Area Forecast Discussion
National Weather Service Blacksburg VA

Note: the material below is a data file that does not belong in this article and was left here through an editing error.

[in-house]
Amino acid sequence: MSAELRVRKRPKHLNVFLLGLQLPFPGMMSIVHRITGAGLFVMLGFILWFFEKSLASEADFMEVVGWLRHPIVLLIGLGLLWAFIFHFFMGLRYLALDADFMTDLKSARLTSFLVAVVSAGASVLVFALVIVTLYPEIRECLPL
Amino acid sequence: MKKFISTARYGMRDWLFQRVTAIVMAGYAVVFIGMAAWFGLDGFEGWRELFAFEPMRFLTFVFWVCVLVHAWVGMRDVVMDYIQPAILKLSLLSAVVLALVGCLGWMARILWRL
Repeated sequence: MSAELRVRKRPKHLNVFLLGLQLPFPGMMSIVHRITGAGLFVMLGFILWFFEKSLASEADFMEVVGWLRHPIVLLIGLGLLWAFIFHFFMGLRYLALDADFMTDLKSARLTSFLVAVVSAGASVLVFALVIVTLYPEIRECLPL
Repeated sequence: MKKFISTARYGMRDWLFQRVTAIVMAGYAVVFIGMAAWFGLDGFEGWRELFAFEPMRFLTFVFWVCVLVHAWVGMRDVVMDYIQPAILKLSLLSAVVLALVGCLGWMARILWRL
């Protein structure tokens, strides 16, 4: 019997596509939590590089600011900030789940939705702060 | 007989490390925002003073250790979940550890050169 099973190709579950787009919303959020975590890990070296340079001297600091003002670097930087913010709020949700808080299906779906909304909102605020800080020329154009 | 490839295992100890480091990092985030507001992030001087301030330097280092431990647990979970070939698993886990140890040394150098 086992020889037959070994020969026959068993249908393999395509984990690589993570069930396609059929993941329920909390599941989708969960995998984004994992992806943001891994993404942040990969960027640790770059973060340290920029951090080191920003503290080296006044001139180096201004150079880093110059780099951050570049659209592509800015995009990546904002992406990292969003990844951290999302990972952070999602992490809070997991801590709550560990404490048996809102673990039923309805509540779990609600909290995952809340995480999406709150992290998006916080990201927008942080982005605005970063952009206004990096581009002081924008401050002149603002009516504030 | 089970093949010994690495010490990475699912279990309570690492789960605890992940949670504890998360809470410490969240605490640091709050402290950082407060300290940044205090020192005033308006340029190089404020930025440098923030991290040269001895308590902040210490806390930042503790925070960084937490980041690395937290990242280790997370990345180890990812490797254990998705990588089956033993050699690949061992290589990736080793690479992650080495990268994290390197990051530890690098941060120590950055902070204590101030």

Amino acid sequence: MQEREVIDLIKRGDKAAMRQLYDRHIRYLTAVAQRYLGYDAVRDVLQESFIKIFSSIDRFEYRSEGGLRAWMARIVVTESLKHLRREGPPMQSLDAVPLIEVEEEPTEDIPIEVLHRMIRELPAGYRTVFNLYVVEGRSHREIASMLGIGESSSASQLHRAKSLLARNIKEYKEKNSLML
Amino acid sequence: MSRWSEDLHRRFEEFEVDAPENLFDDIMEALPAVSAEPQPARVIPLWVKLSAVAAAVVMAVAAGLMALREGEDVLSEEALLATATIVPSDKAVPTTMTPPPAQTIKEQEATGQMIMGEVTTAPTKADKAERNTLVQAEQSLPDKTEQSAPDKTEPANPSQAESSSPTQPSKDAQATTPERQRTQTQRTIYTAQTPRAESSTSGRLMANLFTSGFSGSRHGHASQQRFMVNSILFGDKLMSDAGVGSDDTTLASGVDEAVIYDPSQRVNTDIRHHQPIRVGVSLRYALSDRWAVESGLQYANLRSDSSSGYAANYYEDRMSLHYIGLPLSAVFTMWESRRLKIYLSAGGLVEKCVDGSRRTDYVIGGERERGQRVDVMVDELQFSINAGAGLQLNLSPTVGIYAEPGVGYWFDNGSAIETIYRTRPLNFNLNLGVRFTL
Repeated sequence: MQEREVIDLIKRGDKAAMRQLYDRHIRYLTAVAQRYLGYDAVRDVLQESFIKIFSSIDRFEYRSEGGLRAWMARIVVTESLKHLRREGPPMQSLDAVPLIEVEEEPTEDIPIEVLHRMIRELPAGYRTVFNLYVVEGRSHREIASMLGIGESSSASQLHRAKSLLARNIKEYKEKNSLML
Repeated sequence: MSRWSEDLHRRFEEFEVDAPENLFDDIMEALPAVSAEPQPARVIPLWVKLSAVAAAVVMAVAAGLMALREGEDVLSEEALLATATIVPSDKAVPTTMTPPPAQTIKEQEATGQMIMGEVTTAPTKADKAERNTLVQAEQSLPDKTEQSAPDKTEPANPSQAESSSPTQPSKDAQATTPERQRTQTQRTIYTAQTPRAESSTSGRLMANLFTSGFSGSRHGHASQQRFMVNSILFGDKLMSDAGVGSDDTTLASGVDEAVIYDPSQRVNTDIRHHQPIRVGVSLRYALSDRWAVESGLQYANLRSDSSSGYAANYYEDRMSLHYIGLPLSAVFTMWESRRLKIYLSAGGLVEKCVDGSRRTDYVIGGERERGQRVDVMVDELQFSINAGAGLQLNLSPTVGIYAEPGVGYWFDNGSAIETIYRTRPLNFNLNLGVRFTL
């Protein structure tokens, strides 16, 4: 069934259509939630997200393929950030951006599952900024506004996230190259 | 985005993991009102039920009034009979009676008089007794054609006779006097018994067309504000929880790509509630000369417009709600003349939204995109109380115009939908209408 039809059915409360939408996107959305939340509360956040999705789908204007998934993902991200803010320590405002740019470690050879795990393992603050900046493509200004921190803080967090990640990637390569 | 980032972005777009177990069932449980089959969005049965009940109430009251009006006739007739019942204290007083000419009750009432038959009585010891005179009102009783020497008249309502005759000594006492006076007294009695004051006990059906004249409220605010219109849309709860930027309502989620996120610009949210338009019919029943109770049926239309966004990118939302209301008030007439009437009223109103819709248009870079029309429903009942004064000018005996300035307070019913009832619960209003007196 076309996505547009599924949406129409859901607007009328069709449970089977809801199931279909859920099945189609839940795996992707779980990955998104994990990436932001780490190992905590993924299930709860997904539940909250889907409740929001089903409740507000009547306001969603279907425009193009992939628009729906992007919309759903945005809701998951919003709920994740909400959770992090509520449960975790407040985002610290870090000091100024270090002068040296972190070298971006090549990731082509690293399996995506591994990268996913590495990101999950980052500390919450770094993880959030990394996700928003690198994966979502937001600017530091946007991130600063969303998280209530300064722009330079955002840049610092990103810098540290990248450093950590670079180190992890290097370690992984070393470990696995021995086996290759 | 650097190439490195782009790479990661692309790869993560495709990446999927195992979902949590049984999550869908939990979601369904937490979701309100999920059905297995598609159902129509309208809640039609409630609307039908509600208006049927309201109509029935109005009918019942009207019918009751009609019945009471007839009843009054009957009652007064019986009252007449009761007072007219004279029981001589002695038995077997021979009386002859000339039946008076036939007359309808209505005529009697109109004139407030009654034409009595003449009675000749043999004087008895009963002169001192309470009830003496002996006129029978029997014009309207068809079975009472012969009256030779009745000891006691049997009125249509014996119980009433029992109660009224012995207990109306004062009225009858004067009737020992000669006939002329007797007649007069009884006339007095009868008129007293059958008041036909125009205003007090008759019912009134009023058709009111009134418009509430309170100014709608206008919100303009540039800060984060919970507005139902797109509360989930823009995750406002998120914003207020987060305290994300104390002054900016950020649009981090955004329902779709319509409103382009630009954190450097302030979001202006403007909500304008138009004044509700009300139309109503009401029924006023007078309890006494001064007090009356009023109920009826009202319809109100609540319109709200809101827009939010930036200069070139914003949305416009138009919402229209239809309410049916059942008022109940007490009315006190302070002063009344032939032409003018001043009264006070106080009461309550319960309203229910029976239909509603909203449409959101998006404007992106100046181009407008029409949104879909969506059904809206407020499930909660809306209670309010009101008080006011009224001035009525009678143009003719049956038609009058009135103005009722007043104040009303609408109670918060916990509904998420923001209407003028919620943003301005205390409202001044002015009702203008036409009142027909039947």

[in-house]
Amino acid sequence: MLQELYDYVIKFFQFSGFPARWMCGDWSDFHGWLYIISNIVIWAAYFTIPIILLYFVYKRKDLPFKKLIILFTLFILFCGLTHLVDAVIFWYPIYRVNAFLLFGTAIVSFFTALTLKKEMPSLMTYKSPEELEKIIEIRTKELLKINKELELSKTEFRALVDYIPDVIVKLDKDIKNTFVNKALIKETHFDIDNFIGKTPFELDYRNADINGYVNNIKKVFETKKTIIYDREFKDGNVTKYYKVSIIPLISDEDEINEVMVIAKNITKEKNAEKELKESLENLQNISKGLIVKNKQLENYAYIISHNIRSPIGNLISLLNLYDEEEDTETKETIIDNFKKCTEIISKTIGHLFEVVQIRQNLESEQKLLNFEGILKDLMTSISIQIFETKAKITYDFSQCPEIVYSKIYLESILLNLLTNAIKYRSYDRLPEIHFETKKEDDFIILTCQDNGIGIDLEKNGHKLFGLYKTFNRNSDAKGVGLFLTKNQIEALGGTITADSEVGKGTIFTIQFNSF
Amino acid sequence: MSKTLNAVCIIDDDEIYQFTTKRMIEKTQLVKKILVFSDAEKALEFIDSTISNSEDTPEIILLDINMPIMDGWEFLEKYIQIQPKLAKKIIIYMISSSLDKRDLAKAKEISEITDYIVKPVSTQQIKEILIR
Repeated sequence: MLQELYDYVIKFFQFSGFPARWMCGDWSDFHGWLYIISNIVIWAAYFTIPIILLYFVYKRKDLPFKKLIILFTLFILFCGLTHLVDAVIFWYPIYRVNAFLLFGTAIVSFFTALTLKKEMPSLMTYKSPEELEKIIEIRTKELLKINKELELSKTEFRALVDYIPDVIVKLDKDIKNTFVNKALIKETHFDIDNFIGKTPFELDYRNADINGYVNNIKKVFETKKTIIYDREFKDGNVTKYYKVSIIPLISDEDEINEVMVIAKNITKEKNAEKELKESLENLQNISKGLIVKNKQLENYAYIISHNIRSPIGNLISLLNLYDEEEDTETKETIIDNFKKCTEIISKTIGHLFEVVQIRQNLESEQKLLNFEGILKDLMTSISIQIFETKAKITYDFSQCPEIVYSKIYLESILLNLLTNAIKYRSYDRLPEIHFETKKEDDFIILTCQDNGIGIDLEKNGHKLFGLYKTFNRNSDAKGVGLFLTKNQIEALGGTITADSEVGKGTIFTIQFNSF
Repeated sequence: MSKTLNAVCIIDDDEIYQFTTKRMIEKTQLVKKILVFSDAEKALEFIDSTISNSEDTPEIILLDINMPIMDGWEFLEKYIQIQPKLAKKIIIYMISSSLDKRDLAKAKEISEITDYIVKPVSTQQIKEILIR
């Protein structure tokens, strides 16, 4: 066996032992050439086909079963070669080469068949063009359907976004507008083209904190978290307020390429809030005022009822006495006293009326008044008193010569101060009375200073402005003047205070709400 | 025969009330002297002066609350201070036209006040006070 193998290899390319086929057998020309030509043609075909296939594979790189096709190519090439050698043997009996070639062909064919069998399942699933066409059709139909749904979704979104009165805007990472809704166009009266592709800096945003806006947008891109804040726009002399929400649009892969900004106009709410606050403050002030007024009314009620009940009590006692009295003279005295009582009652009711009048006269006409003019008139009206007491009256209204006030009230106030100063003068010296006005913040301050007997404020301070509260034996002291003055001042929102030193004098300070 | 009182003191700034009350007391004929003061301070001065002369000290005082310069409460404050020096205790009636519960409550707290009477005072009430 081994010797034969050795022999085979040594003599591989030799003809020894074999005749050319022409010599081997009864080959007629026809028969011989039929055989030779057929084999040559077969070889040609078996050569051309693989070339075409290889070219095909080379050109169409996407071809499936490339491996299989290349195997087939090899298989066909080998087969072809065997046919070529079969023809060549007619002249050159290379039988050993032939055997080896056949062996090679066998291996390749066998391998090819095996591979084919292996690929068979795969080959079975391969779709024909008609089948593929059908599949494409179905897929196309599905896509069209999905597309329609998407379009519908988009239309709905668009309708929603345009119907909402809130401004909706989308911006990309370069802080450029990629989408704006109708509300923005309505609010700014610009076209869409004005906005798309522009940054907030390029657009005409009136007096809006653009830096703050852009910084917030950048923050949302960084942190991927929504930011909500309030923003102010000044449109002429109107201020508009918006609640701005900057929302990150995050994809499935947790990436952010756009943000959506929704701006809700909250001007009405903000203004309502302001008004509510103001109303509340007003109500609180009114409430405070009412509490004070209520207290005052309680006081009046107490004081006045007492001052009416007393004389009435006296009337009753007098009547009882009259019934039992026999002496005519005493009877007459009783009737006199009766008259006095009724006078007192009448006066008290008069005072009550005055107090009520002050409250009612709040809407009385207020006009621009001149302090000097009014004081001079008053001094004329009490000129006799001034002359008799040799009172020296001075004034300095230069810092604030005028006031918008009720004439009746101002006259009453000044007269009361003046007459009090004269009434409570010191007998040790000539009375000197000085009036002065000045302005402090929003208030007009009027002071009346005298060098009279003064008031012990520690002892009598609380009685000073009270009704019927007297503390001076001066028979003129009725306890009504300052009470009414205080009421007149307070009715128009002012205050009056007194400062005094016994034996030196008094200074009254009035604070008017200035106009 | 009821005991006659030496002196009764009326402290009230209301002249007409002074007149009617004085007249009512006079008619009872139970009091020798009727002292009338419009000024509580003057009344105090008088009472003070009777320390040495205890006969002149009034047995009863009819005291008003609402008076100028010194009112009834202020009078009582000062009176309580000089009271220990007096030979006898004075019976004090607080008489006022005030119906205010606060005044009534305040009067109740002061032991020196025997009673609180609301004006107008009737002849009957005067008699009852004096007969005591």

852 PM EDT Mon Mar 20 2017 .SYNOPSIS... Weak low pressure will push east across the Appalachians overnight, triggering showers and isolated thunderstorms as a warm front lifts across the mid Atlantic states. As the low progresses east, a cold front will push south across the area Tuesday as high pressure builds in from the upper Midwest for the middle of the week. && .NEAR TERM /THROUGH TUESDAY/... As of 845 PM EDT Monday... MCV driven complex of showers and storms along the nose of the 850 mb theta-e axis continues to approach from the northwest this evening and expect the initial band to cross the mountains in the next hour or two. Appears main batch of more organized coverage will clip the northwest as well through midnight with a trailing line feature perhaps reaching the far southwest zones as well before fading. Just how widespread/strong the showers/storms will be remains iffy as evening soundings show support for elevated convection above the dry near surface inversion while surface instability remains about nil. Latest HRRR tends to fade coverage crossing the ridges but doesn`t have much of a handle on the trailing band to the southwest. Since more of a dynamic system would expect shra/tsra to go further than model guidance despite loss of heating. Thus upped pops a bit sooner to categorical northwest while extending the likelys farther south over the next few hours. Also appears feature will exit sooner after midnight with showers fading out east with possibly a few bands redeveloping far southwest where kept higher pops while trimming eastern half shortly after midnight. Some upward adjusts to temps overnight given moistening dewpoints with lows mostly in the 40s to around 50. Previous discussion as of 345 PM EDT Monday... Currently keeping an eye on a complex of showers and thunderstorms over central Indiana which are associated with a low pressure system that is advancing up the Ohio River Valley this afternoon. Weather forecast models are in good agreement that this low will pass across the central Appalachians overnight, with the associated showers and possibly isolated thunderstorms advancing to the Interstate 64 corridor shortly before midnight. Believe this convection will begin to diminish as it drifts southward toward the North Carolina/Virginia state line as winds in the wake of the cold front dragging behind the low shift increasingly westerly and downslope. Despite frontal passage, cold air does not yet truly enter the area, and overnight low temperatures will hold in the 40s nearly areawide. Through late Tuesday morning, expect residual rain shower activity to linger along the ridges of southeast West Virginia through the highlands of North Carolina, as well as in the vicinity of the passing cold front south of Highway 460 across the Piedmont. Latest forecast model solutions have become a little faster with the passage of the front, indicating less instability than previously called for along the southern end of the forecast area during the afternoon where temperatures are expected to rise into the 70s. Still, cannot rule out a slight chance of thunderstorms from late morning through mid afternoon across the south, though instability will be minimal. Scattering of clouds during the afternoon will promote high temperatures in the low/mid 70s across the Piedmont, while areas along and west of the Blue Ridge will hold in the 60s. && .SHORT TERM /TUESDAY NIGHT THROUGH THURSDAY/... As of 300 PM EDT Monday... Models are trending faster and further to the south with a west-to- east oriented frontal passage Tuesday night. Even though models have most of the area dry by midnight, we decided to cut PoPs by half going from 60 percent to 30 percent. The highest PoPs remain along the VA/NC border south. The dew point front lags behind with the colder, drier air not entering the northern portion of the CWA (Lewisburg Wv-Lynchburg VA) until around sunrise Wednesday morning. Therefore, leaned toward the warmer MET guidance Tuesday night with most areas staying above freezing with the exception of higher ridges across Greenbrier County to the Alleghany Highlands. Moisture should be gone by the time cold air filters into the area Wednesday to limit accumulating snow to these ridges. High pressure will build in from the north Wednesday. The coldest air should not sink south until Wednesday evening as the center of the high wedges south across the piedmont. Wednesday temperatures will range from the upper 40s to lower 50s west to upper 50s-lower 60s east Wednesday. Cold air Wednesday night will send temperatures down into the mid to upper 20s across the forecast area. We will see uniform temperatures Thursday in the upper 40s to lower 50s as dry cool wedge engulfs the region. && .LONG TERM /THURSDAY NIGHT THROUGH MONDAY/... As of 300 PM EDT Monday... Cool wedge of high pressure will begin to move off the VA/NC coast Thursday night. As the center of the wedge tracks east, a warm front will push moisture over the mountains which should only result in an increase in cloud cover Friday and Friday night. However, a bubble high will likely remain east of the Blue Ridge and over the foothills and piedmont counties into Friday night. This bubble of cool air and easterly flow will keep high temperatures east of the Blue Ridge close to 60F while the mountains warm into the lower to mid 60s. The wedge should be completely erode out of the region by Saturday afternoon with temperatures warming into the mid 60s to lower 70s across the forecast area. An area of low pressure is expected to track from the Midwest Saturday night towards the Ohio Valley Sunday. This system has the potential to bring severe weather to the region Sunday and Sunday night. The track of the system and timing of prefrontal convection into the region will be the biggest influence on how widespread severe potential may become. && .AVIATION /00Z TUESDAY THROUGH SATURDAY/... As of 745 PM EDT Monday... Slow moving front approaching from the northwest is acting as a focus for elevated convection in the Ohio valley at nose of low level jet. Expect the convection to sink into the region from the north in the next hour or two, and expect enough forcing with modestly steep mid/upper lapse rates to support mention of thunder. The front is in no hurry to clear the region and expect lingering showers mainly in the west to persist through most of the overnight period. The lingering boundary will also start to generate new convection south and west later tomorrow but it does not appear likely to affect TAF sites so will maintain a dry forecast for Tuesday. The flow will become northwesterly behind the front and combine with low level moisture to generate upslope MVFR/IFR low clouds mainly west of the Blue Ridge late tonight into Tuesday morning. Believe the lower cigs will hang in for most of the day in the west, while sites east of the Ridge should become VFR toward daybreak and remain as such through Tuesday. Expect winds to generally remain light through the period. Extended Aviation Discussion... High pressure builds in for Wednesday which should improve ceilings back to VFR. By Thursday the high will wedge in from the northeast, so will remain mainly VFR. It is possible that residual lower ceilings may get trapped especially along and east of the Blue Ridge Wednesday night into Thursday, resulting in possible MVFR ceilings. Dry and warmer weather is expected on Friday. && .RNK WATCHES/WARNINGS/ADVISORIES... VA...None. NC...None. WV...None. && $$ SYNOPSIS...JH/NF NEAR TERM...JH/NF SHORT TERM...RCS LONG TERM...RCS AVIATION...MBS/NF